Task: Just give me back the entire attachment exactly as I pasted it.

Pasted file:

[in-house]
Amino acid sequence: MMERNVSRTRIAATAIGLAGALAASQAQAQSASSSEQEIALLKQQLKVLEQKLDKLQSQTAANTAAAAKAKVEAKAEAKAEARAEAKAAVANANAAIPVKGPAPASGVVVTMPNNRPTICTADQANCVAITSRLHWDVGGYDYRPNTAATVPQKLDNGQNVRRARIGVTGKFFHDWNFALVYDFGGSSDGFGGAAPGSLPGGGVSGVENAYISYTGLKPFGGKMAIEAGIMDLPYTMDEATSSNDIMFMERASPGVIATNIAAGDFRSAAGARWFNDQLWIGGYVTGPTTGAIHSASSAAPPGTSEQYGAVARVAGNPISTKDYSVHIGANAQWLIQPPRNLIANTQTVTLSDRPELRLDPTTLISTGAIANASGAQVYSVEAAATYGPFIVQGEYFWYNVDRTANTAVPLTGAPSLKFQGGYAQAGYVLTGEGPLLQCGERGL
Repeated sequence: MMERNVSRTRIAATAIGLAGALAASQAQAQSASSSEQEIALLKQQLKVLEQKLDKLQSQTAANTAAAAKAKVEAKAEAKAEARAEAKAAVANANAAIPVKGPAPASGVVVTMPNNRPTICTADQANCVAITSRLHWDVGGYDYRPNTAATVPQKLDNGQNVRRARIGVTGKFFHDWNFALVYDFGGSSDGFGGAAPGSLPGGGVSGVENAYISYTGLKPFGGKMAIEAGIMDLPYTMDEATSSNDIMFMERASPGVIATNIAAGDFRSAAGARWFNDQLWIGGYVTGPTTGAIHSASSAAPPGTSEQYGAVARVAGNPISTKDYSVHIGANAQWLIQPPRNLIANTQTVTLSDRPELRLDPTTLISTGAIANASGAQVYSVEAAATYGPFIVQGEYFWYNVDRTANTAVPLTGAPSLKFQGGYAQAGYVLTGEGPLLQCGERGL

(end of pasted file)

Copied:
[in-house]
Amino acid sequence: MMERNVSRTRIAATAIGLAGALAASQAQAQSASSSEQEIALLKQQLKVLEQKLDKLQSQTAANTAAAAKAKVEAKAEAKAEARAEAKAAVANANAAIPVKGPAPASGVVVTMPNNRPTICTADQANCVAITSRLHWDVGGYDYRPNTAATVPQKLDNGQNVRRARIGVTGKFFHDWNFALVYDFGGSSDGFGGAAPGSLPGGGVSGVENAYISYTGLKPFGGKMAIEAGIMDLPYTMDEATSSNDIMFMERASPGVIATNIAAGDFRSAAGARWFNDQLWIGGYVTGPTTGAIHSASSAAPPGTSEQYGAVARVAGNPISTKDYSVHIGANAQWLIQPPRNLIANTQTVTLSDRPELRLDPTTLISTGAIANASGAQVYSVEAAATYGPFIVQGEYFWYNVDRTANTAVPLTGAPSLKFQGGYAQAGYVLTGEGPLLQCGERGL
Repeated sequence: MMERNVSRTRIAATAIGLAGALAASQAQAQSASSSEQEIALLKQQLKVLEQKLDKLQSQTAANTAAAAKAKVEAKAEAKAEARAEAKAAVANANAAIPVKGPAPASGVVVTMPNNRPTICTADQANCVAITSRLHWDVGGYDYRPNTAATVPQKLDNGQNVRRARIGVTGKFFHDWNFALVYDFGGSSDGFGGAAPGSLPGGGVSGVENAYISYTGLKPFGGKMAIEAGIMDLPYTMDEATSSNDIMFMERASPGVIATNIAAGDFRSAAGARWFNDQLWIGGYVTGPTTGAIHSASSAAPPGTSEQYGAVARVAGNPISTKDYSVHIGANAQWLIQPPRNLIANTQTVTLSDRPELRLDPTTLISTGAIANASGAQVYSVEAAATYGPFIVQGEYFWYNVDRTANTAVPLTGAPSLKFQGGYAQAGYVLTGEGPLLQCGERGL